Tinnitus is the sound of ringing in the ears. It may also described as roaring, buzzing, hissing, or clicking inside the head. The sounds may come and go. Or they may be ongoing. The sound may occur in one or both ears, and vary in pitch.
How is tinnitus diagnosed?
The diagnosis of tinnitus includes a complete history and physical exam. Your health care provider may request an audiological evaluation. Depending on the suspected cause of the tinnitus, other tests may be needed.
How is tinnitus treated?
Your health care provider will figure out the best treatment based on:
- How old you are
- Your overall health and medical history
- How sick you are
- How well you can handle specific medications, procedures, or therapies
- How long the condition is expected to last
- Your opinion or preference
Currently, there is no known cure for tinnitus. However, experts suggest trying one of the following to find relief:
- Hearing aids – These may benefit some people with tinnitus who have hearing loss. Using a hearing aid may make some sounds louder.
- Cochlear implants – This option is for those who have tinnitus along with severe hearing loss.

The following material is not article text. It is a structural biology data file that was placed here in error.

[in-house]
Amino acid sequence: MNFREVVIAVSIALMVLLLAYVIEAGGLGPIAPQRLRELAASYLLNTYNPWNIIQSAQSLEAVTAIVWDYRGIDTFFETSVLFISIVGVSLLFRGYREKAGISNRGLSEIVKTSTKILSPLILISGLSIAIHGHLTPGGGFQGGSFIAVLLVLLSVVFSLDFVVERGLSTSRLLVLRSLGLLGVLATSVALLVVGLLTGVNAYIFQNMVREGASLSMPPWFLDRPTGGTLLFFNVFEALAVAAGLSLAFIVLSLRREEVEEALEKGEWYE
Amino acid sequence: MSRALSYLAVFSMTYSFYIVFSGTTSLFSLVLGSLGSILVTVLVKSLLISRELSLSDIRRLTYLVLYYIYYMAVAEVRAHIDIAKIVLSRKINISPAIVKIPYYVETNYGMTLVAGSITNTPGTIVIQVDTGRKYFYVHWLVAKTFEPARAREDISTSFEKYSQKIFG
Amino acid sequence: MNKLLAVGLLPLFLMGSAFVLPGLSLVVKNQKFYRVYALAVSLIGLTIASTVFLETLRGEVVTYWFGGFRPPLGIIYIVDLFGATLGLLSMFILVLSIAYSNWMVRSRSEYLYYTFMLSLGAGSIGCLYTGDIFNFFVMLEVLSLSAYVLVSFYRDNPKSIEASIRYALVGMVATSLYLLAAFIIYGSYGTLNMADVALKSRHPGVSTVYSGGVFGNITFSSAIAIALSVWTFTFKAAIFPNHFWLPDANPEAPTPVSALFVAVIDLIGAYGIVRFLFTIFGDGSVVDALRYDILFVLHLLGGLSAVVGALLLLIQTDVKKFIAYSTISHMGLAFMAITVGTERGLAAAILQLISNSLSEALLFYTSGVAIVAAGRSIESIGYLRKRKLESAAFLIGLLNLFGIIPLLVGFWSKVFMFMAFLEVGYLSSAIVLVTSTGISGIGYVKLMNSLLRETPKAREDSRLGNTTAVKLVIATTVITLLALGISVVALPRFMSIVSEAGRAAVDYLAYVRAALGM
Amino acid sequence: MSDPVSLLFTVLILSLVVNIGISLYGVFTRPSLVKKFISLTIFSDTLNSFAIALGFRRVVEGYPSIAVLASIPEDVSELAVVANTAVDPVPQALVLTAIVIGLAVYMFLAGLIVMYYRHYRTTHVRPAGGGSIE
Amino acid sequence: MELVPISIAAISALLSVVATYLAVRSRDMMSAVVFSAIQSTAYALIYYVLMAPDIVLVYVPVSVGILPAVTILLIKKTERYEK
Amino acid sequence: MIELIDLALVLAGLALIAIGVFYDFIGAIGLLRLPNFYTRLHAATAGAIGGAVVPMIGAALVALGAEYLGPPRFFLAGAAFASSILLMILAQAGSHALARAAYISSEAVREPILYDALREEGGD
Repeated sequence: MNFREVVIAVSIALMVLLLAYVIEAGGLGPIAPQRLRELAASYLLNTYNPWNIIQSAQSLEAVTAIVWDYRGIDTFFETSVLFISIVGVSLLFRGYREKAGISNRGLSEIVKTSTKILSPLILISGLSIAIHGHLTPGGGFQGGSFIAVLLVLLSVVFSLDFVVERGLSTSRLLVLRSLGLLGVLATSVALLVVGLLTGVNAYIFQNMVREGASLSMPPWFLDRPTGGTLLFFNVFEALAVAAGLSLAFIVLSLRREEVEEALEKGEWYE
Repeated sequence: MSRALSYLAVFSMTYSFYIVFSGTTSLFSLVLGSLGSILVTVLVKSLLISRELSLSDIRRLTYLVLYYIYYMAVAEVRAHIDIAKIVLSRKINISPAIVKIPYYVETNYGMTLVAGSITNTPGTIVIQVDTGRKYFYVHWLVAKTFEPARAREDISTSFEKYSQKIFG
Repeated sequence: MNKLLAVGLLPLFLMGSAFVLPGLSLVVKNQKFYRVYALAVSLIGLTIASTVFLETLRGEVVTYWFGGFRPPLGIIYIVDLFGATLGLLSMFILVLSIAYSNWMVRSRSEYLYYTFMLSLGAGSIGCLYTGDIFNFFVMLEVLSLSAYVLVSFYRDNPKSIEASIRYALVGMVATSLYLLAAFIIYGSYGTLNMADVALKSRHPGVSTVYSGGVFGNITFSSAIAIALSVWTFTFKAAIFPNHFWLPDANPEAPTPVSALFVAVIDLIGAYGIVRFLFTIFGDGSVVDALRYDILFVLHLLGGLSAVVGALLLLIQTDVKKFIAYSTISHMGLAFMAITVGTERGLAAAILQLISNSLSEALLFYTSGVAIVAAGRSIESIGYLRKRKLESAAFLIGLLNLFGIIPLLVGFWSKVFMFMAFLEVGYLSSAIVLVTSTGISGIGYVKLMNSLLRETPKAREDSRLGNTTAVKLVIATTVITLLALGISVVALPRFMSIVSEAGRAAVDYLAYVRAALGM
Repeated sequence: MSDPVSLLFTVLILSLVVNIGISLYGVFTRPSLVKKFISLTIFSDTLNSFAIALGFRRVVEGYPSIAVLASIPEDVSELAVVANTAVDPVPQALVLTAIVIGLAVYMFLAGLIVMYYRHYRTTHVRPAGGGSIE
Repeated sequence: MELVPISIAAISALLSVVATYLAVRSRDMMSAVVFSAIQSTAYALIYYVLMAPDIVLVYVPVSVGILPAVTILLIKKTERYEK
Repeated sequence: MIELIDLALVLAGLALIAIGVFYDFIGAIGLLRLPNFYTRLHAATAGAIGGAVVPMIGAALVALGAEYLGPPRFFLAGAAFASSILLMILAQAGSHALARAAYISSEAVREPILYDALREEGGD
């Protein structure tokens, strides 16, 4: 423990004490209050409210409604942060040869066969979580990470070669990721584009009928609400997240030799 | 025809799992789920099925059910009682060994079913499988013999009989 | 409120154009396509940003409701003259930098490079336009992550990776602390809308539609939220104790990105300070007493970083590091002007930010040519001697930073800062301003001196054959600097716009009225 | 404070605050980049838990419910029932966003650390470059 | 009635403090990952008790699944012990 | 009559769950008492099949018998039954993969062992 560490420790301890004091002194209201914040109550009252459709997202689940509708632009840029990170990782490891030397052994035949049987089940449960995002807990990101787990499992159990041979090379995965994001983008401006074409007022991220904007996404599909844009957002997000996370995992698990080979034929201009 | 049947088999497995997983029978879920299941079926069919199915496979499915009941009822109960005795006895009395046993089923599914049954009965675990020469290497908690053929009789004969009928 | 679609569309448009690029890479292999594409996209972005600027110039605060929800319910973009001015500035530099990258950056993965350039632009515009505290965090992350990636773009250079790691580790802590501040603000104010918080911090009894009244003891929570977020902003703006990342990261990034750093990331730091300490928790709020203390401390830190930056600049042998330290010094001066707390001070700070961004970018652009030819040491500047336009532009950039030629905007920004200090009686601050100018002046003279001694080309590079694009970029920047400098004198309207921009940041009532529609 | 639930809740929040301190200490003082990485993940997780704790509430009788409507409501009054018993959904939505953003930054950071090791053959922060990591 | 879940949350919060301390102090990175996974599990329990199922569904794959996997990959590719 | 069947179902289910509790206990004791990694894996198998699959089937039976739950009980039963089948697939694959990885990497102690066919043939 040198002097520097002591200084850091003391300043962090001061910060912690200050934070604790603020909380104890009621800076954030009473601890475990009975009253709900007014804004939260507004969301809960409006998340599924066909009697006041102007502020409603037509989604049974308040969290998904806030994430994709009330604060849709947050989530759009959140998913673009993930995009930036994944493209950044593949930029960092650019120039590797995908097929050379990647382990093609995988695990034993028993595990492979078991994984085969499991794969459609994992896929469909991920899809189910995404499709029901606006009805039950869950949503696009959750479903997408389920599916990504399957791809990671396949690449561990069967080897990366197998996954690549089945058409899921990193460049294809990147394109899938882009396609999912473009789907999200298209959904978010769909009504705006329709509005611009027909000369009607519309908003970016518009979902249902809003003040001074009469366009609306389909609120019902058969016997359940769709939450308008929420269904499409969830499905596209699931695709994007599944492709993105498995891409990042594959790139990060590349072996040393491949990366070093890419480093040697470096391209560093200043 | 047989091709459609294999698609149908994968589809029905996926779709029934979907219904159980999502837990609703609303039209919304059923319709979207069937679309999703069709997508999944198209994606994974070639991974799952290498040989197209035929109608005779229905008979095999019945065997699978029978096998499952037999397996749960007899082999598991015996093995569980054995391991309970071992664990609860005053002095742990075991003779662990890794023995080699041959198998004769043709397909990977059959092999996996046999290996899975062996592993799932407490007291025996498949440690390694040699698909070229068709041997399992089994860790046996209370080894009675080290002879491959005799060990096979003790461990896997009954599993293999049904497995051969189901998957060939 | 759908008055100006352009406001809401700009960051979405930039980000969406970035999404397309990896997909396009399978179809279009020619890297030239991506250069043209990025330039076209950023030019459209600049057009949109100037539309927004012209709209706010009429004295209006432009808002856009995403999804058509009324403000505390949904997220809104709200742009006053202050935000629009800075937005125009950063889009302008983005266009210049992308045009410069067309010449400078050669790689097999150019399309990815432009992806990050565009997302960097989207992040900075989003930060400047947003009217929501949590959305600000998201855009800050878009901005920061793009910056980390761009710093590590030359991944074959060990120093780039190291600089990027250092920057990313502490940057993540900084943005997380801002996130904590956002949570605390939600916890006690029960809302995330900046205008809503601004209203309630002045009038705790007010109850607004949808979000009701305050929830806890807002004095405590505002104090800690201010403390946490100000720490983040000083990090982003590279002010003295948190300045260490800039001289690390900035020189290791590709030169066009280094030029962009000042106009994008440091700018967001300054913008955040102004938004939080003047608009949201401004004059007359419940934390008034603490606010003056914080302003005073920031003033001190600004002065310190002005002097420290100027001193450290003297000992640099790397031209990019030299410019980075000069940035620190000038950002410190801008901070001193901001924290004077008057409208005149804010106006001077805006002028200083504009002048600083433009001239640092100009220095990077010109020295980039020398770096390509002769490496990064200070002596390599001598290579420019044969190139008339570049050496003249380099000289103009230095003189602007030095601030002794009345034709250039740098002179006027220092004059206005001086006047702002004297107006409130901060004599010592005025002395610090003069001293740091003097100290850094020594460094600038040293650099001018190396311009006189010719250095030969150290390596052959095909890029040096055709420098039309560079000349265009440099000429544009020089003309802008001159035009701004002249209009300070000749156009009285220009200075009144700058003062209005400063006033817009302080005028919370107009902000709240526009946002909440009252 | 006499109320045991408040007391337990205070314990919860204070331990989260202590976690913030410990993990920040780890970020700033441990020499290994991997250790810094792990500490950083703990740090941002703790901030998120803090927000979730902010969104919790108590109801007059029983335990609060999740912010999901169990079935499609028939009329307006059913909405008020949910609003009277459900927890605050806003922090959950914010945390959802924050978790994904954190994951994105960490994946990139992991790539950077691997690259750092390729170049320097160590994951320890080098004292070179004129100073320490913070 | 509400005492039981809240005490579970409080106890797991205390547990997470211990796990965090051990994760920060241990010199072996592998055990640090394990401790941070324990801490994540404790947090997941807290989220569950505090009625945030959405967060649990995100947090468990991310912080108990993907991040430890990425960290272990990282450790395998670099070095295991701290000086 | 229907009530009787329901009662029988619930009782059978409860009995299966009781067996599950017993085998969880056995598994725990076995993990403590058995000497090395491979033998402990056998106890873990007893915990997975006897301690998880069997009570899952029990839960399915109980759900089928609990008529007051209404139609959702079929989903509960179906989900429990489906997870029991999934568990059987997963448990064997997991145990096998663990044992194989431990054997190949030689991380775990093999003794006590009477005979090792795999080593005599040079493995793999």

- Maskers – These provide help for some people by making tinnitus less noticeable. This small electronic device creates sound that may make the ringing or roaring seem softer.
- Medications – Some medications may ease tinnitus by addressing a problem related to the condition. Medications may also improve mood or sleep.
- Tinnitus retraining therapy – This therapy uses a combination of counseling and maskers. Otolaryngologists and audiologists can help a person learn how to deal with the tinnitus.
- Counseling – A person with tinnitus may benefit from meeting with a counselor or support group.
- Relaxation – This may provide relief for some people as stress may make tinnitus worse.